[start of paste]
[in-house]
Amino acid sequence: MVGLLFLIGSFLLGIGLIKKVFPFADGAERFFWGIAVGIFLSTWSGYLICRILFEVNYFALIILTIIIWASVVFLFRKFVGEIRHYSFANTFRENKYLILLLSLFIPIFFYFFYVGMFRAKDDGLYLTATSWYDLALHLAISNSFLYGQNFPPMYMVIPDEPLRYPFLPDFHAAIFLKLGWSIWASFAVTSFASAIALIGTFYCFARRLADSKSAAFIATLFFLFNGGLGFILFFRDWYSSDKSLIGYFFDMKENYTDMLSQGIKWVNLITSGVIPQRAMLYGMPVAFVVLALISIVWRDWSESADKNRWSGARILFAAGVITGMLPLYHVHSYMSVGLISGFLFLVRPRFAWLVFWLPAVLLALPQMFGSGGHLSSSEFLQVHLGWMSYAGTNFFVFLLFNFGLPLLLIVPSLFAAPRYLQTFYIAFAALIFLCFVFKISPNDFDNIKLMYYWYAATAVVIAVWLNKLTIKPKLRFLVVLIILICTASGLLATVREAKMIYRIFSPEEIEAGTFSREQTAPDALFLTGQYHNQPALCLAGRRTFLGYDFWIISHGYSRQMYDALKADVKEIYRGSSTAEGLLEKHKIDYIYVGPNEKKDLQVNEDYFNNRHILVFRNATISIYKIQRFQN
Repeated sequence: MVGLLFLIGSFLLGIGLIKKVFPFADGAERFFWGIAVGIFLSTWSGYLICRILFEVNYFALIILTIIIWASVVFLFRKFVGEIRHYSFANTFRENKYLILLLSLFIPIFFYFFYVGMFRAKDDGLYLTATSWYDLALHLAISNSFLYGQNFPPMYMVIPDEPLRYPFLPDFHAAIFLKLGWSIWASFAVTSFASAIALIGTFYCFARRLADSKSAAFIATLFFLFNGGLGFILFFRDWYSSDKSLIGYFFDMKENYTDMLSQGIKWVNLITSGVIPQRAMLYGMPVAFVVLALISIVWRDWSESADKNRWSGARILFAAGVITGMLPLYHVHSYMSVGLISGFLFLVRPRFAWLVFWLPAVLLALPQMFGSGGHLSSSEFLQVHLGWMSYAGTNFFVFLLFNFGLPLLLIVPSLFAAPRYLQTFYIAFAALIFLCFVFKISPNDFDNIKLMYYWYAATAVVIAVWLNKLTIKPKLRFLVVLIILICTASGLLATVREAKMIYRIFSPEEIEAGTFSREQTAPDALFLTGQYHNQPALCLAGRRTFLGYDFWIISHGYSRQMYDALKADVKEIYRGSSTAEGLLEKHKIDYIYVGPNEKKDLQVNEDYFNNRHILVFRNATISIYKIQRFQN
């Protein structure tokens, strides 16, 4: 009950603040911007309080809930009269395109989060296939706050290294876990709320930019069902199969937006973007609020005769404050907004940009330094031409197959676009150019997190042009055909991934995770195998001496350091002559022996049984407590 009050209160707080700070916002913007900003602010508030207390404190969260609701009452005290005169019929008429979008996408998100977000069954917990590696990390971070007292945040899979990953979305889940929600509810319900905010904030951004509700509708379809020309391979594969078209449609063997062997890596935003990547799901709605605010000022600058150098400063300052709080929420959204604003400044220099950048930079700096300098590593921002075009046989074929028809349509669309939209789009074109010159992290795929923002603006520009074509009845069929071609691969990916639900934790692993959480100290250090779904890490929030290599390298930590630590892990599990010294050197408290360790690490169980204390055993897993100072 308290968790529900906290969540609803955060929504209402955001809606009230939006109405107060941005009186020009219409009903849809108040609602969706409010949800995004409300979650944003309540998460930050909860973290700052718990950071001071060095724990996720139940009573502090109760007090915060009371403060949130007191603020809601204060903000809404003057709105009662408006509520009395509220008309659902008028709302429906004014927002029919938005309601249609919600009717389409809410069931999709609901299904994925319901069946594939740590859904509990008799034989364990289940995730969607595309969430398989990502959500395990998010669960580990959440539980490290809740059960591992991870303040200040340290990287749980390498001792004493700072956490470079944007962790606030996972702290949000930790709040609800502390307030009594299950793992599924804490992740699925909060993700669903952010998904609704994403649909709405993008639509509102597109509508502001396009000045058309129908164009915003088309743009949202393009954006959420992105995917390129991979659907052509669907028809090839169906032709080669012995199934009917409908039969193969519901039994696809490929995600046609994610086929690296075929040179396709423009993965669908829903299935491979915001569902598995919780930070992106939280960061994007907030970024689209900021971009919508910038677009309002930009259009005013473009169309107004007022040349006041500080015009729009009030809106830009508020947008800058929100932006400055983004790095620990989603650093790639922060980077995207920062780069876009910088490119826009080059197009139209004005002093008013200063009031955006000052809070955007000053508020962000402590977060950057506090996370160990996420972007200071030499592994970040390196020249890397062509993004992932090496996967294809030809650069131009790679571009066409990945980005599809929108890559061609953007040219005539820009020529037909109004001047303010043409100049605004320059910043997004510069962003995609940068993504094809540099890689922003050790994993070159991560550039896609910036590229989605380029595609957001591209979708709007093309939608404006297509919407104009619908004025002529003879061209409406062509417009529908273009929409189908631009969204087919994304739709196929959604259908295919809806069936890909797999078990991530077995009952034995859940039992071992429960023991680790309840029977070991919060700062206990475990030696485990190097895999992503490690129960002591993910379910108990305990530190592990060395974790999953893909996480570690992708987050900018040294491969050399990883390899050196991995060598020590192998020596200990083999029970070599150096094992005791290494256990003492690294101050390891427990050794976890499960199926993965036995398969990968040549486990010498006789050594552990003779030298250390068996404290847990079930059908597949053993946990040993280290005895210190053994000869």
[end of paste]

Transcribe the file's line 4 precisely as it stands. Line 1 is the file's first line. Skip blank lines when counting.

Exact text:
């Protein structure tokens, strides 16, 4: 009950603040911007309080809930009269395109989060296939706050290294876990709320930019069902199969937006973007609020005769404050907004940009330094031409197959676009150019997190042009055909991934995770195998001496350091002559022996049984407590 009050209160707080700070916002913007900003602010508030207390404190969260609701009452005290005169019929008429979008996408998100977000069954917990590696990390971070007292945040899979990953979305889940929600509810319900905010904030951004509700509708379809020309391979594969078209449609063997062997890596935003990547799901709605605010000022600058150098400063300052709080929420959204604003400044220099950048930079700096300098590593921002075009046989074929028809349509669309939209789009074109010159992290795929923002603006520009074509009845069929071609691969990916639900934790692993959480100290250090779904890490929030290599390298930590630590892990599990010294050197408290360790690490169980204390055993897993100072 308290968790529900906290969540609803955060929504209402955001809606009230939006109405107060941005009186020009219409009903849809108040609602969706409010949800995004409300979650944003309540998460930050909860973290700052718990950071001071060095724990996720139940009573502090109760007090915060009371403060949130007191603020809601204060903000809404003057709105009662408006509520009395509220008309659902008028709302429906004014927002029919938005309601249609919600009717389409809410069931999709609901299904994925319901069946594939740590859904509990008799034989364990289940995730969607595309969430398989990502959500395990998010669960580990959440539980490290809740059960591992991870303040200040340290990287749980390498001792004493700072956490470079944007962790606030996972702290949000930790709040609800502390307030009594299950793992599924804490992740699925909060993700669903952010998904609704994403649909709405993008639509509102597109509508502001396009000045058309129908164009915003088309743009949202393009954006959420992105995917390129991979659907052509669907028809090839169906032709080669012995199934009917409908039969193969519901039994696809490929995600046609994610086929690296075929040179396709423009993965669908829903299935491979915001569902598995919780930070992106939280960061994007907030970024689209900021971009919508910038677009309002930009259009005013473009169309107004007022040349006041500080015009729009009030809106830009508020947008800058929100932006400055983004790095620990989603650093790639922060980077995207920062780069876009910088490119826009080059197009139209004005002093008013200063009031955006000052809070955007000053508020962000402590977060950057506090996370160990996420972007200071030499592994970040390196020249890397062509993004992932090496996967294809030809650069131009790679571009066409990945980005599809929108890559061609953007040219005539820009020529037909109004001047303010043409100049605004320059910043997004510069962003995609940068993504094809540099890689922003050790994993070159991560550039896609910036590229989605380029595609957001591209979708709007093309939608404006297509919407104009619908004025002529003879061209409406062509417009529908273009929409189908631009969204087919994304739709196929959604259908295919809806069936890909797999078990991530077995009952034995859940039992071992429960023991680790309840029977070991919060700062206990475990030696485990190097895999992503490690129960002591993910379910108990305990530190592990060395974790999953893909996480570690992708987050900018040294491969050399990883390899050196991995060598020590192998020596200990083999029970070599150096094992005791290494256990003492690294101050390891427990050794976890499960199926993965036995398969990968040549486990010498006789050594552990003779030298250390068996404290847990079930059908597949053993946990040993280290005895210190053994000869």